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Instrument Status Update

Posted by David Kass on 2009/03/22 12:00 CDT

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What are the rovers up to?

Posted by Emily Lakdawalla on 2009/03/05 02:15 CST

As usual, troubled Spirit's progress sometimes amounts to only centimeters, while golden child Opportunity has already clocked four kilometers on its trek toward Endeavour.

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Spirit moved!

Posted by Emily Lakdawalla on 2009/01/07 12:24 CST

Hallelujah! For the first time in almost an Earth year, amateur mars mapper Eduardo Tesheiner is able to scratch a tiny little line on his map of the Mars Exploration Rover Spirit's peregrinations across Gusev Crater.

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Five Years of Spirit on Mars

Posted by Emily Lakdawalla on 2009/01/02 10:15 CST

On January 3, 2004, the Mars Exploration Rover Spirit landed on Mars, and I was with the science team at JPL when it happened! I can't believe it's been five years since the successful landing.

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Solar conjunction: Holidays for Mars missions, and an Opportunity update

Posted by Emily Lakdawalla on 2008/11/21 01:09 CST

The period of Mars solar conjunction has just begun, which means that a host of scientists and engineers whose day jobs entail interaction with the five active Mars spacecraft are getting a five-week break from the daily grind of operations.

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Opportunity's got a long road ahead

Posted by Emily Lakdawalla on 2008/09/19 05:03 CDT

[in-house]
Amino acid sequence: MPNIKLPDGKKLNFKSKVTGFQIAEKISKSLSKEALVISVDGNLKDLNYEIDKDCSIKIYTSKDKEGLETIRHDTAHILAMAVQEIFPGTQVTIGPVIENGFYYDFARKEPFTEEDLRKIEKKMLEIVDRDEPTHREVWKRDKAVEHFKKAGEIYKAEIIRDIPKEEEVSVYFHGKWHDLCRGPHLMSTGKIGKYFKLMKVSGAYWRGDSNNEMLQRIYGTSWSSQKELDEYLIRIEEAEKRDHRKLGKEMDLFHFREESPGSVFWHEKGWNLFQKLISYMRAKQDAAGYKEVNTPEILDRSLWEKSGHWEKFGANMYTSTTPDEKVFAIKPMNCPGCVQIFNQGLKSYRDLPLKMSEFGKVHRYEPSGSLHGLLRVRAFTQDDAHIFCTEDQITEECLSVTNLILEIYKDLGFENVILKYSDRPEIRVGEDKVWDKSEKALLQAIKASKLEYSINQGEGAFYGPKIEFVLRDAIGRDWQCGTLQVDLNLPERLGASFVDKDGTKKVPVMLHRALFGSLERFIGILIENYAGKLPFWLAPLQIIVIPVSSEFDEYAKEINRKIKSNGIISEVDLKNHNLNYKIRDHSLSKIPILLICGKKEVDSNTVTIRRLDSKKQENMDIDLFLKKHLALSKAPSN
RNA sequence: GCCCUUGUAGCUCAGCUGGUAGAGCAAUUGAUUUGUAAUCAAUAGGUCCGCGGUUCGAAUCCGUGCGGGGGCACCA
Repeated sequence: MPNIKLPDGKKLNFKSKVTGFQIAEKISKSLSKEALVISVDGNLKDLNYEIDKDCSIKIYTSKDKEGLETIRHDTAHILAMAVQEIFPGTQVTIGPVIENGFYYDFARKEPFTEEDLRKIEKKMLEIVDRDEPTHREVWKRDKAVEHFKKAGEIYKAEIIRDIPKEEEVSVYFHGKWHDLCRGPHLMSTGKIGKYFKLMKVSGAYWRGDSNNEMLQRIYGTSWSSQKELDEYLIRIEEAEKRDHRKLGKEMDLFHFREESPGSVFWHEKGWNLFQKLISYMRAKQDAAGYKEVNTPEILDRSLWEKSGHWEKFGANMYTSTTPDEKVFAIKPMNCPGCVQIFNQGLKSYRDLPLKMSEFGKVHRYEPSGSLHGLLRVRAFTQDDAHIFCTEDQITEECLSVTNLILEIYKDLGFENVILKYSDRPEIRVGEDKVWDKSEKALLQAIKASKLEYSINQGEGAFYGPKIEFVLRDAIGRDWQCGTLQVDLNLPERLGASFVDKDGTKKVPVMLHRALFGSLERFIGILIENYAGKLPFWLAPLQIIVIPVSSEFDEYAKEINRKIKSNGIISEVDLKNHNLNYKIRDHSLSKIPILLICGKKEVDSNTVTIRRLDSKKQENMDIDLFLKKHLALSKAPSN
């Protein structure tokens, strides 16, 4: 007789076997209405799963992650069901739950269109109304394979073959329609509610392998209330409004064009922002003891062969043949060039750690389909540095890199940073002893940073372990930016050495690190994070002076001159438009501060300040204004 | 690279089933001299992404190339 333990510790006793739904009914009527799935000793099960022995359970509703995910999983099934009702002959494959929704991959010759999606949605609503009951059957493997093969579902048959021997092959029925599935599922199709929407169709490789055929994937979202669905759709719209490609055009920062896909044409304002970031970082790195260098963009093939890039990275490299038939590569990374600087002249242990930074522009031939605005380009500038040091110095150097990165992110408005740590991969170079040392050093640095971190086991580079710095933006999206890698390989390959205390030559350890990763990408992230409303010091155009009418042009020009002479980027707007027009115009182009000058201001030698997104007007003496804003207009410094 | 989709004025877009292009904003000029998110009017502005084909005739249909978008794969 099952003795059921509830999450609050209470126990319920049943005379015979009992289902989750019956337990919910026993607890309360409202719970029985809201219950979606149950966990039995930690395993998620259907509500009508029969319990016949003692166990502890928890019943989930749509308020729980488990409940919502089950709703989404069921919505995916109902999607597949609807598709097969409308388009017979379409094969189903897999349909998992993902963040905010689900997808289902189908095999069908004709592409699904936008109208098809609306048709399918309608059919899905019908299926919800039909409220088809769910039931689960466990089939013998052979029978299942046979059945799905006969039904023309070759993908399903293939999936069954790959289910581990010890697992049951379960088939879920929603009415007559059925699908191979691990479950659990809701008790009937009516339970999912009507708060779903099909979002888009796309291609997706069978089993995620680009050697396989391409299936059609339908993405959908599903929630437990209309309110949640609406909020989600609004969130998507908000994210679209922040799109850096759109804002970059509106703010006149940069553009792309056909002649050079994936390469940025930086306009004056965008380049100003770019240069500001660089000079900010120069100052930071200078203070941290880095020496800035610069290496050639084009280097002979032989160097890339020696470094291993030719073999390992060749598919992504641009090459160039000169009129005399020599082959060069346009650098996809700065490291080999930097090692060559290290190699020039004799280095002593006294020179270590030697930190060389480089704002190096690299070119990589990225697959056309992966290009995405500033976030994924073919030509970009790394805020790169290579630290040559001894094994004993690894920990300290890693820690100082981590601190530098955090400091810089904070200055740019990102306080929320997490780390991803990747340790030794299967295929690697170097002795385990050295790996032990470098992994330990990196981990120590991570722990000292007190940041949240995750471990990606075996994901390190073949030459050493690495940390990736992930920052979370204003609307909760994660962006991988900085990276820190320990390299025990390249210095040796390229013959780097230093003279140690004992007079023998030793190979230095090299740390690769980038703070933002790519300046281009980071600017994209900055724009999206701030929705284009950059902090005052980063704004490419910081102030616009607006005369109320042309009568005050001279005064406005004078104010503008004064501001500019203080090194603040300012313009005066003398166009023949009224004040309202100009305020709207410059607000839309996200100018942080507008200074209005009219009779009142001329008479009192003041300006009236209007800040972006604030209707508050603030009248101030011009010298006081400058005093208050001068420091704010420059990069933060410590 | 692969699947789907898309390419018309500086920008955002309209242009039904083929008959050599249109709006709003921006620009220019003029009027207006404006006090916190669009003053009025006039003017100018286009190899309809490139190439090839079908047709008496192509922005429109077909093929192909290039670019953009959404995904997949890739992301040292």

Mars Exploration Rover principal investigator Steve Squyres announced on National Public Radio's Science Friday show the next goal for Opportunity, and it's a long, long, long way away: a huge crater about 12 kilometers southeast of its current location, which the team is referring to internally as "Endeavour."

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More things to see in the amazing HiRISE image of Phoenix' descent

Posted by Emily Lakdawalla on 2008/07/10 02:09 CDT

I have posted several times about the amazing photo captured by HiRISE of Phoenix under its parachute as it descended. There have been two common questions I've received about the photo: was there any color data taken, and what more can I tell you about how hard it was to take the photo? I've got answers to both questions for you today.

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Some beautiful video from the Spirit and Opportunity landing sites

Posted by Emily Lakdawalla on 2008/05/12 06:02 CDT

A majority of the people who work in planetary geology are usually associated with one or maybe two missions, doing all their research on the results from one instrument on one mission. But there are a few people whose expertise cuts across many space missions, and an even smaller number of people who seem to work on almost everything. Randy Kirk is one of those people.